We have a primary 10Meg fiber connection with a backup ADSL connection for redundancy
Standalone sites are smaller. These locations do not usually have as much network traffic and therefore do not need the capacity that the fiber connection provides. As such, these sites use ADSL as their primary connection and have a dedicated internet connection for when they fail over.
Our fiber network 192.168.10.0/24 connects each of the full centres to head office and all routes are identified via EIGRP. When one or more of these sites goes down, EIGRP identifies the ADSL network as the best route to the store as the fiber route disappears from EIGRP.
Our ADSL network is 192.168.11.0/24. This network designed required us to have a default gateway of 192.168.11.100 ( which is a third party system and don't have access) that routes all traffic to the appropriate destination via EIGRP. This network also depends on EIGRP for getting traffic from head office to each site.
The problem that we are facing is that EIGRP is changing the route on a fairly regular basis, switching between sending the traffic directly to head office via the ADSL network and sending the traffic to another location via the ADSL network and then to head office via that locations fiber network. I believe that because this traffic is taking different routes to head office than they are taking back to the location. Anybody has any idea how can I can configure my remote sites to make sure it doesn't take different path to reach head office.
Do you have the option enabled to log EIGRP neighbor changes? If not, I would suggest that you do enable this option.
After the option is enabled I would suggest that you look on the routers both for the head end and for the remote and see whether there are any log messages about neighbor changes. If neighbor relationship is going down and then back up this would explain the difference in how traffic is being routed.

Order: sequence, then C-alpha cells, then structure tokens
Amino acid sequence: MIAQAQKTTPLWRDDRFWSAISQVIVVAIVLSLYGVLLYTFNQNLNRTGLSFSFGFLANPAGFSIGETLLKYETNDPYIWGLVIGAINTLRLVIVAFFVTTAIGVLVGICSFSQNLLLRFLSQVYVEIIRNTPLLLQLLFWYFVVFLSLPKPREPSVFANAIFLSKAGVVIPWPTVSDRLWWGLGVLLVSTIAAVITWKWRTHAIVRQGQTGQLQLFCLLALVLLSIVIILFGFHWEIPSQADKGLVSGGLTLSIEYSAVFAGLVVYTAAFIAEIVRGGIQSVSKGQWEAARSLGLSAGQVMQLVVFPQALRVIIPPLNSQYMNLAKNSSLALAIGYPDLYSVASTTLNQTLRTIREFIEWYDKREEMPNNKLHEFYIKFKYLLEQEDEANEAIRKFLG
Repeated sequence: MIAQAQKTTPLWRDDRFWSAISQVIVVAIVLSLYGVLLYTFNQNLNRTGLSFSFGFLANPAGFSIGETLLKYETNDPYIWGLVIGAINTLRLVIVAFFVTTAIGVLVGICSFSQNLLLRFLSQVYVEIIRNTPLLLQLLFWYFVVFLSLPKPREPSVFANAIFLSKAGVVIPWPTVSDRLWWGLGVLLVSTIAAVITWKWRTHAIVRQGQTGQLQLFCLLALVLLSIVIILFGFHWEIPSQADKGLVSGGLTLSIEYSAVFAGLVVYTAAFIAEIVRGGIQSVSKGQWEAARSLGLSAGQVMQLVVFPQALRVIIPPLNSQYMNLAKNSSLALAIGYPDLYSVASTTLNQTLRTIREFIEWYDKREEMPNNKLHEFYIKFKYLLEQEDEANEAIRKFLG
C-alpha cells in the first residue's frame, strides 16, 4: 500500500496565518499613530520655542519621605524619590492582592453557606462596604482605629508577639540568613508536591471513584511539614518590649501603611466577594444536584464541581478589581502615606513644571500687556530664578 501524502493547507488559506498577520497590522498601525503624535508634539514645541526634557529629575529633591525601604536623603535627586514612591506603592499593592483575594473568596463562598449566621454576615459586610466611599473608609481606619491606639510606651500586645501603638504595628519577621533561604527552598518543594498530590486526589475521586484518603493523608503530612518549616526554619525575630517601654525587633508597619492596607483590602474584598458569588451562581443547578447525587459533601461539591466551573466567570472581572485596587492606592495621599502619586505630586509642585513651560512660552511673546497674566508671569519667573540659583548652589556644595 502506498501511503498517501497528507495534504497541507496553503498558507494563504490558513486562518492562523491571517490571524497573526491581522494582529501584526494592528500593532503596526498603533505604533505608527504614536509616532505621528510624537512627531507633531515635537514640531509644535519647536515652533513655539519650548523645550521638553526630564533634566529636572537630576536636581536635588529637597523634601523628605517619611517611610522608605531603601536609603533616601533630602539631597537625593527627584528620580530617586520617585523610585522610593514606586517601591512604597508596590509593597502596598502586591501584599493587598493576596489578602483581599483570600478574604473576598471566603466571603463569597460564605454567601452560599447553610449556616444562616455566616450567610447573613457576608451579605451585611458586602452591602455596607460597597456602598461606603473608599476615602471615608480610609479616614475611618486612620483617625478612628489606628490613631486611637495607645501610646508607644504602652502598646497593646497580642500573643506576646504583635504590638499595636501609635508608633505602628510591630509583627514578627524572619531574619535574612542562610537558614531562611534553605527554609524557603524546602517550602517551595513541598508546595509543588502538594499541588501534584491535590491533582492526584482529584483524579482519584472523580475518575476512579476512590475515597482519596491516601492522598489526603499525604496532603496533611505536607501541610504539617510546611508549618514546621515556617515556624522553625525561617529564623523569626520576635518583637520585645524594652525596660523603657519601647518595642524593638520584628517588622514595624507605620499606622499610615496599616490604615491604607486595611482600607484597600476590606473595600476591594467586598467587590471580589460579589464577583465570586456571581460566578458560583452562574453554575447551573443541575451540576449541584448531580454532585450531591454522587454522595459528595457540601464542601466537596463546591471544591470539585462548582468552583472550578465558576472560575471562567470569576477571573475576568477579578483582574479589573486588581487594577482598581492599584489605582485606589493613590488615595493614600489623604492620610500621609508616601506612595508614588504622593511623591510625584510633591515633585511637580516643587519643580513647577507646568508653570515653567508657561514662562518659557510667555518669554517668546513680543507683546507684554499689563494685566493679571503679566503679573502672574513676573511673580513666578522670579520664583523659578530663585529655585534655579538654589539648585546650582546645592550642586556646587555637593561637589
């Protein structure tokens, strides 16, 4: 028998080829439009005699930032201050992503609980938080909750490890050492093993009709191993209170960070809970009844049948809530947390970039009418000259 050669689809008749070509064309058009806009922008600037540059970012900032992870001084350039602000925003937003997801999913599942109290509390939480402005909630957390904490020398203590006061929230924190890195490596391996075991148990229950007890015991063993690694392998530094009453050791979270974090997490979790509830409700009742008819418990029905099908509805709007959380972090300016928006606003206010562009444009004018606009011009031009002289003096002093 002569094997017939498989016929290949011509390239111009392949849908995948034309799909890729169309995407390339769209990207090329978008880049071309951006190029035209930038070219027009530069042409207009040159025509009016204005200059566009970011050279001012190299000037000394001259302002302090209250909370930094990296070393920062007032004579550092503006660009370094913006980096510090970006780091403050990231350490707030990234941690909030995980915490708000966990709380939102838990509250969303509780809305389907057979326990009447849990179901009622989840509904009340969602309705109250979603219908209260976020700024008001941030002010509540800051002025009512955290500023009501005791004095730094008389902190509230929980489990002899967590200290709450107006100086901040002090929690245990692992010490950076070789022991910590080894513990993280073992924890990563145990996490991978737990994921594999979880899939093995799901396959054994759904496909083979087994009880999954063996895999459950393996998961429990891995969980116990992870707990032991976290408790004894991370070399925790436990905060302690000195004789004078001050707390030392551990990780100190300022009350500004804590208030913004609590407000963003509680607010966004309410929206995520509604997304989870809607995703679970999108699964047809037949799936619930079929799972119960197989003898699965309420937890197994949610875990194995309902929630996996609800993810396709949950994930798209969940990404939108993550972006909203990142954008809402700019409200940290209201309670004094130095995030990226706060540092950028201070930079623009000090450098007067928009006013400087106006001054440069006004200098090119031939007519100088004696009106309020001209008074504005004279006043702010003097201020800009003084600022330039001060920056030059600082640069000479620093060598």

I am confused. The original post talked about running EIGRP on networks 192.168.10.0 and on 192.168.11.0 The output in this post is showing EIGRP neighbors up and down in 192.168.1.0. So what is the relationship between 192.168.1.0 and the other 2 networks?
The EIGRP output here shows neighbors failing because of holding time expired. Holding time expired indicates that the router stopped receiving Hello messages from the neighbor. Since there are no time stamps in the log output we can not tell how frequently this is happening. But not receiving Hello messages could very well be caused by packets being dropped on the link connected to the interface. What is FastEth0/1 connected to?
One way to test this would be to run a ping with lots of packets to one of the neighbors in the output and to look for how many time there is no response to the ping.
If you increase the hold timer it would slow down the incidence of flaps. That may help with the symptoms but it does not address the underlying problem.
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